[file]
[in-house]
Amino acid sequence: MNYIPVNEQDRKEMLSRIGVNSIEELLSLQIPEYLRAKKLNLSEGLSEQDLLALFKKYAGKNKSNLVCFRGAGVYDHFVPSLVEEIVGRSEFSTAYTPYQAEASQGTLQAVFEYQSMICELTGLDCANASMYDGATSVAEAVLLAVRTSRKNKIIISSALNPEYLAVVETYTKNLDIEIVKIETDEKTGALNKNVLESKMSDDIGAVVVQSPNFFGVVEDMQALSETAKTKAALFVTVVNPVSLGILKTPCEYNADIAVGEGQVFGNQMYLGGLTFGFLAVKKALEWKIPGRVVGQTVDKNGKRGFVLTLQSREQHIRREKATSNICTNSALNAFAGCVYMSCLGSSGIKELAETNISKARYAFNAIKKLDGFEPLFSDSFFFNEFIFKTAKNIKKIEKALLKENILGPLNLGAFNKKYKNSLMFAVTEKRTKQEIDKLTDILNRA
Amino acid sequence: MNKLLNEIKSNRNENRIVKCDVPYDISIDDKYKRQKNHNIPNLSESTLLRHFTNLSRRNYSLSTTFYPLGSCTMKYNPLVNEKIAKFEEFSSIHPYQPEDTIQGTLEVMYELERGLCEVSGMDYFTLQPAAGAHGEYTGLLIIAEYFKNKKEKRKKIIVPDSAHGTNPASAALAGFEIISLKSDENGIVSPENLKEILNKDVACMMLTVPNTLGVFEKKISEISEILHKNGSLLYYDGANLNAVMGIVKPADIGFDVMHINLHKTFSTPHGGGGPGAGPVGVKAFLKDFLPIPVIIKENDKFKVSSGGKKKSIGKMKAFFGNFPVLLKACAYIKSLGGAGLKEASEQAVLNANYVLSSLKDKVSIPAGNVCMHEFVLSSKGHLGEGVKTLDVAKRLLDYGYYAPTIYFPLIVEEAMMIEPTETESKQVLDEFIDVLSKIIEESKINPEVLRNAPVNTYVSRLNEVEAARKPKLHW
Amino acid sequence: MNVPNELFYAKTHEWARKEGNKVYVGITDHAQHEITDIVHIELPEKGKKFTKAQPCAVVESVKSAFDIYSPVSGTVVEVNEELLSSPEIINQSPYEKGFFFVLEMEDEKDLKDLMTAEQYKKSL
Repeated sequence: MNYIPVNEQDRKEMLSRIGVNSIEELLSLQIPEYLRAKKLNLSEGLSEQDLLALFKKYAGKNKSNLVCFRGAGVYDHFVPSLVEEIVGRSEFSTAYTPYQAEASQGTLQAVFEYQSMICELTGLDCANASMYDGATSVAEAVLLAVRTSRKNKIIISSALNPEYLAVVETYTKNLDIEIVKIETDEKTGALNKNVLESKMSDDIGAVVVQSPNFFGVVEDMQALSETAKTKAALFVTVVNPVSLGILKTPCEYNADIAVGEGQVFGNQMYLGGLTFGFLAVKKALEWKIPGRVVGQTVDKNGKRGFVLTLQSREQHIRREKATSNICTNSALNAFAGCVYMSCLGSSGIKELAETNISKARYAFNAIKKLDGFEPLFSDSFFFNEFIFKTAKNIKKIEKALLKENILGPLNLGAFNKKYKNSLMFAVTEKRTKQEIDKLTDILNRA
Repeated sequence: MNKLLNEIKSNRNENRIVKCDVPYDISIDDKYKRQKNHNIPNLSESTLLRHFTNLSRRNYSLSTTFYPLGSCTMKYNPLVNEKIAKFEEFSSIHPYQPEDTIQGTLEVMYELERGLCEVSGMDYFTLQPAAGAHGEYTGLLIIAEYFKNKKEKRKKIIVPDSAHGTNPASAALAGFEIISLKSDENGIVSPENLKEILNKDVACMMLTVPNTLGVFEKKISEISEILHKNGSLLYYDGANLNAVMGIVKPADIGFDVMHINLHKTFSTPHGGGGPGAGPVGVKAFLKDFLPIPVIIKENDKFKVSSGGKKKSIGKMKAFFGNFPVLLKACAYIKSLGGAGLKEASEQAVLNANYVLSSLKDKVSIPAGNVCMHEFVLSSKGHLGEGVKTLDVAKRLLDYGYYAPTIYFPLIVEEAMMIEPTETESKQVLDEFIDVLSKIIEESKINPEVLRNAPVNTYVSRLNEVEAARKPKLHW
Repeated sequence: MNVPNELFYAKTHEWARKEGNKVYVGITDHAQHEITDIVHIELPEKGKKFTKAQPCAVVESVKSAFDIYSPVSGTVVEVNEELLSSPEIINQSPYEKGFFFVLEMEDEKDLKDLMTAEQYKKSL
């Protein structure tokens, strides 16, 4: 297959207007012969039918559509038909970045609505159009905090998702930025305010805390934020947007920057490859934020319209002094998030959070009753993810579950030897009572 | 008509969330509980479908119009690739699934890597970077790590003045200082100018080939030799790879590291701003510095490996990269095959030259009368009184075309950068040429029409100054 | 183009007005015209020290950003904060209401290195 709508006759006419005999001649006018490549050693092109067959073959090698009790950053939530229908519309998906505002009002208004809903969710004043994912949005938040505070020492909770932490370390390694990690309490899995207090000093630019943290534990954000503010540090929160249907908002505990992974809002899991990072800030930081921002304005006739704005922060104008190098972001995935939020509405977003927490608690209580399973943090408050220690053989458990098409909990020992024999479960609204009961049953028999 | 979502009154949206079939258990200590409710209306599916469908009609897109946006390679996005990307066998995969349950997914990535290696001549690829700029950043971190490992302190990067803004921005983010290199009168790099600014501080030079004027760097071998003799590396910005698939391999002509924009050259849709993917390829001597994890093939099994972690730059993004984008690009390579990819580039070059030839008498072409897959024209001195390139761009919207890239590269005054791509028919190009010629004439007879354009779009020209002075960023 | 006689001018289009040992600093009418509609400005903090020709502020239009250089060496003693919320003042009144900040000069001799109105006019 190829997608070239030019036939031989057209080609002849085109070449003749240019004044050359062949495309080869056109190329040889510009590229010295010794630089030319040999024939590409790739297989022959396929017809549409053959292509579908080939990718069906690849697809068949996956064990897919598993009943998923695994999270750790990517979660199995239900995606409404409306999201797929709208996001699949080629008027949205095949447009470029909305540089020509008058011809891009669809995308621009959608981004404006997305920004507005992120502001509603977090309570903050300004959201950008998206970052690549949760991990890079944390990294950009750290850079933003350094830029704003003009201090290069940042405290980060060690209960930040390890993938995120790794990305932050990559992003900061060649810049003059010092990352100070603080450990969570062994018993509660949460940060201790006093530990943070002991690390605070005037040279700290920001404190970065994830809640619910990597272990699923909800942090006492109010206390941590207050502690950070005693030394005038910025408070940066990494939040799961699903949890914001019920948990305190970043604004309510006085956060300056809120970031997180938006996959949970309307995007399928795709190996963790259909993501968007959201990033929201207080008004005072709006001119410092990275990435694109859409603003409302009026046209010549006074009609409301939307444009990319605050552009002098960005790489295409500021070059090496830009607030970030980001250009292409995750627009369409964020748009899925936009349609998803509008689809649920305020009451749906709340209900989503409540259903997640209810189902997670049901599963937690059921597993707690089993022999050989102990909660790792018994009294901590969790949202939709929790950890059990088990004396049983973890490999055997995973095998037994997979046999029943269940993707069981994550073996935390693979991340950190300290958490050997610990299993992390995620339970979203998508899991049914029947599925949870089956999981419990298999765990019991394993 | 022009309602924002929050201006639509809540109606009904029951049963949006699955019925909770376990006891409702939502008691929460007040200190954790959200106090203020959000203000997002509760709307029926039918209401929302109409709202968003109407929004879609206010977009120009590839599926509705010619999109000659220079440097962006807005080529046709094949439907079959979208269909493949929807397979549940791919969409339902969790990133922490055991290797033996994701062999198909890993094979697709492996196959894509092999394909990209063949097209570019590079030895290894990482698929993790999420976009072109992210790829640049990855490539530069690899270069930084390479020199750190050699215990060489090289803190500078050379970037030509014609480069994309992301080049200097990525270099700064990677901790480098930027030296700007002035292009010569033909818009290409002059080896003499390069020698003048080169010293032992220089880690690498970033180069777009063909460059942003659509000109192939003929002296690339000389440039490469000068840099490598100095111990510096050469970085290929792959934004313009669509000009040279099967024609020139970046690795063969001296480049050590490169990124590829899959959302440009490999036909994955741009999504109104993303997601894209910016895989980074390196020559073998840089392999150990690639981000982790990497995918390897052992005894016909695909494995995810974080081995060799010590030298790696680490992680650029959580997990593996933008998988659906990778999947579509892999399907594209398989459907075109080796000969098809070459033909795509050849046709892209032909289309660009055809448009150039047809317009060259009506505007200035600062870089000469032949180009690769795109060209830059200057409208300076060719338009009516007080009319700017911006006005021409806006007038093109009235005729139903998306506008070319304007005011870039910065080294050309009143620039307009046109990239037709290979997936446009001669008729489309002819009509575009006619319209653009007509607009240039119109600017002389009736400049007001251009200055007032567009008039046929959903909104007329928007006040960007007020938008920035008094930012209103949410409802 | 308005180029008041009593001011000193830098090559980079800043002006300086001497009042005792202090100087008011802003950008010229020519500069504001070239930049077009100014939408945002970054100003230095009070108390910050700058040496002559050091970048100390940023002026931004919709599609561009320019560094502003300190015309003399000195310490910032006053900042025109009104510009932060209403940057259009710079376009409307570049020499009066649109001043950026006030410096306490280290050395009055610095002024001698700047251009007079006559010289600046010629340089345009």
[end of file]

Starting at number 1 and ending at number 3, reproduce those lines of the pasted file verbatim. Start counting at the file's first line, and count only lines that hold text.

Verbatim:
[in-house]
Amino acid sequence: MNYIPVNEQDRKEMLSRIGVNSIEELLSLQIPEYLRAKKLNLSEGLSEQDLLALFKKYAGKNKSNLVCFRGAGVYDHFVPSLVEEIVGRSEFSTAYTPYQAEASQGTLQAVFEYQSMICELTGLDCANASMYDGATSVAEAVLLAVRTSRKNKIIISSALNPEYLAVVETYTKNLDIEIVKIETDEKTGALNKNVLESKMSDDIGAVVVQSPNFFGVVEDMQALSETAKTKAALFVTVVNPVSLGILKTPCEYNADIAVGEGQVFGNQMYLGGLTFGFLAVKKALEWKIPGRVVGQTVDKNGKRGFVLTLQSREQHIRREKATSNICTNSALNAFAGCVYMSCLGSSGIKELAETNISKARYAFNAIKKLDGFEPLFSDSFFFNEFIFKTAKNIKKIEKALLKENILGPLNLGAFNKKYKNSLMFAVTEKRTKQEIDKLTDILNRA
Amino acid sequence: MNKLLNEIKSNRNENRIVKCDVPYDISIDDKYKRQKNHNIPNLSESTLLRHFTNLSRRNYSLSTTFYPLGSCTMKYNPLVNEKIAKFEEFSSIHPYQPEDTIQGTLEVMYELERGLCEVSGMDYFTLQPAAGAHGEYTGLLIIAEYFKNKKEKRKKIIVPDSAHGTNPASAALAGFEIISLKSDENGIVSPENLKEILNKDVACMMLTVPNTLGVFEKKISEISEILHKNGSLLYYDGANLNAVMGIVKPADIGFDVMHINLHKTFSTPHGGGGPGAGPVGVKAFLKDFLPIPVIIKENDKFKVSSGGKKKSIGKMKAFFGNFPVLLKACAYIKSLGGAGLKEASEQAVLNANYVLSSLKDKVSIPAGNVCMHEFVLSSKGHLGEGVKTLDVAKRLLDYGYYAPTIYFPLIVEEAMMIEPTETESKQVLDEFIDVLSKIIEESKINPEVLRNAPVNTYVSRLNEVEAARKPKLHW